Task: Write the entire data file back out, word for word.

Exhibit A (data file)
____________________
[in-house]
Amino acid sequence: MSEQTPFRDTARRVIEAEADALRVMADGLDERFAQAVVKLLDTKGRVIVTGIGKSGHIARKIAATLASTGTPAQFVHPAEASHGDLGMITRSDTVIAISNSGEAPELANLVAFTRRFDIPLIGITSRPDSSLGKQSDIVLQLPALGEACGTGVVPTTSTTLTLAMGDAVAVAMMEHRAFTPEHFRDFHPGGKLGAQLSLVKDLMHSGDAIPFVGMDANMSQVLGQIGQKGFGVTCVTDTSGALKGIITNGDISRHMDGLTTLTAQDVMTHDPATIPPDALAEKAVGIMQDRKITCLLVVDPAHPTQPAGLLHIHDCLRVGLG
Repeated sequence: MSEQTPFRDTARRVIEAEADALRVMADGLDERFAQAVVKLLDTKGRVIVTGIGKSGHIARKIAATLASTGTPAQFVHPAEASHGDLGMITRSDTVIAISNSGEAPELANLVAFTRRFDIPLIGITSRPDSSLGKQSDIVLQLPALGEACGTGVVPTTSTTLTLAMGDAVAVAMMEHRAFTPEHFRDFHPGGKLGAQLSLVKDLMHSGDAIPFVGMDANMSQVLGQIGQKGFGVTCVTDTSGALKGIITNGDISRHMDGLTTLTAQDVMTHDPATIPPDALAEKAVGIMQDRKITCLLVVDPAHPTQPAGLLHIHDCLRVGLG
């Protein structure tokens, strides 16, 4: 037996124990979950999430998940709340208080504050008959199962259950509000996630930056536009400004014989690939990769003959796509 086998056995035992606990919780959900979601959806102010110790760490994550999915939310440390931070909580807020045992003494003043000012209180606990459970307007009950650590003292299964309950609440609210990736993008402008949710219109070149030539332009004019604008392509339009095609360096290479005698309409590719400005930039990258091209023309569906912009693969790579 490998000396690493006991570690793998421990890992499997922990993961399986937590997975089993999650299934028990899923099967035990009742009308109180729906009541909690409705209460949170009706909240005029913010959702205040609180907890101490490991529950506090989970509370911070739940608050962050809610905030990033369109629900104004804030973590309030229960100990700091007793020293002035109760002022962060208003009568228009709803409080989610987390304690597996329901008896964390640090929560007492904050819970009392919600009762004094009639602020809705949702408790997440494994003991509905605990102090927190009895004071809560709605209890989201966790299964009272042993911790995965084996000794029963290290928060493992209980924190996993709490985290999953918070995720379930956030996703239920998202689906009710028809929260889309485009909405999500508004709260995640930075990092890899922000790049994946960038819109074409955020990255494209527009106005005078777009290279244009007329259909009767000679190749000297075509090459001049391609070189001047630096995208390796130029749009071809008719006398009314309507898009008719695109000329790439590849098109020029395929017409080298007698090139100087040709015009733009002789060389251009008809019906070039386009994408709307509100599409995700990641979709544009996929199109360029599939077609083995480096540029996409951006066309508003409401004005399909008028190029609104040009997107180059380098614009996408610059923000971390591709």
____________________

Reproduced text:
[in-house]
Amino acid sequence: MSEQTPFRDTARRVIEAEADALRVMADGLDERFAQAVVKLLDTKGRVIVTGIGKSGHIARKIAATLASTGTPAQFVHPAEASHGDLGMITRSDTVIAISNSGEAPELANLVAFTRRFDIPLIGITSRPDSSLGKQSDIVLQLPALGEACGTGVVPTTSTTLTLAMGDAVAVAMMEHRAFTPEHFRDFHPGGKLGAQLSLVKDLMHSGDAIPFVGMDANMSQVLGQIGQKGFGVTCVTDTSGALKGIITNGDISRHMDGLTTLTAQDVMTHDPATIPPDALAEKAVGIMQDRKITCLLVVDPAHPTQPAGLLHIHDCLRVGLG
Repeated sequence: MSEQTPFRDTARRVIEAEADALRVMADGLDERFAQAVVKLLDTKGRVIVTGIGKSGHIARKIAATLASTGTPAQFVHPAEASHGDLGMITRSDTVIAISNSGEAPELANLVAFTRRFDIPLIGITSRPDSSLGKQSDIVLQLPALGEACGTGVVPTTSTTLTLAMGDAVAVAMMEHRAFTPEHFRDFHPGGKLGAQLSLVKDLMHSGDAIPFVGMDANMSQVLGQIGQKGFGVTCVTDTSGALKGIITNGDISRHMDGLTTLTAQDVMTHDPATIPPDALAEKAVGIMQDRKITCLLVVDPAHPTQPAGLLHIHDCLRVGLG
């Protein structure tokens, strides 16, 4: 037996124990979950999430998940709340208080504050008959199962259950509000996630930056536009400004014989690939990769003959796509 086998056995035992606990919780959900979601959806102010110790760490994550999915939310440390931070909580807020045992003494003043000012209180606990459970307007009950650590003292299964309950609440609210990736993008402008949710219109070149030539332009004019604008392509339009095609360096290479005698309409590719400005930039990258091209023309569906912009693969790579 490998000396690493006991570690793998421990890992499997922990993961399986937590997975089993999650299934028990899923099967035990009742009308109180729906009541909690409705209460949170009706909240005029913010959702205040609180907890101490490991529950506090989970509370911070739940608050962050809610905030990033369109629900104004804030973590309030229960100990700091007793020293002035109760002022962060208003009568228009709803409080989610987390304690597996329901008896964390640090929560007492904050819970009392919600009762004094009639602020809705949702408790997440494994003991509905605990102090927190009895004071809560709605209890989201966790299964009272042993911790995965084996000794029963290290928060493992209980924190996993709490985290999953918070995720379930956030996703239920998202689906009710028809929260889309485009909405999500508004709260995640930075990092890899922000790049994946960038819109074409955020990255494209527009106005005078777009290279244009007329259909009767000679190749000297075509090459001049391609070189001047630096995208390796130029749009071809008719006398009314309507898009008719695109000329790439590849098109020029395929017409080298007698090139100087040709015009733009002789060389251009008809019906070039386009994408709307509100599409995700990641979709544009996929199109360029599939077609083995480096540029996409951006066309508003409401004005399909008028190029609104040009997107180059380098614009996408610059923000971390591709």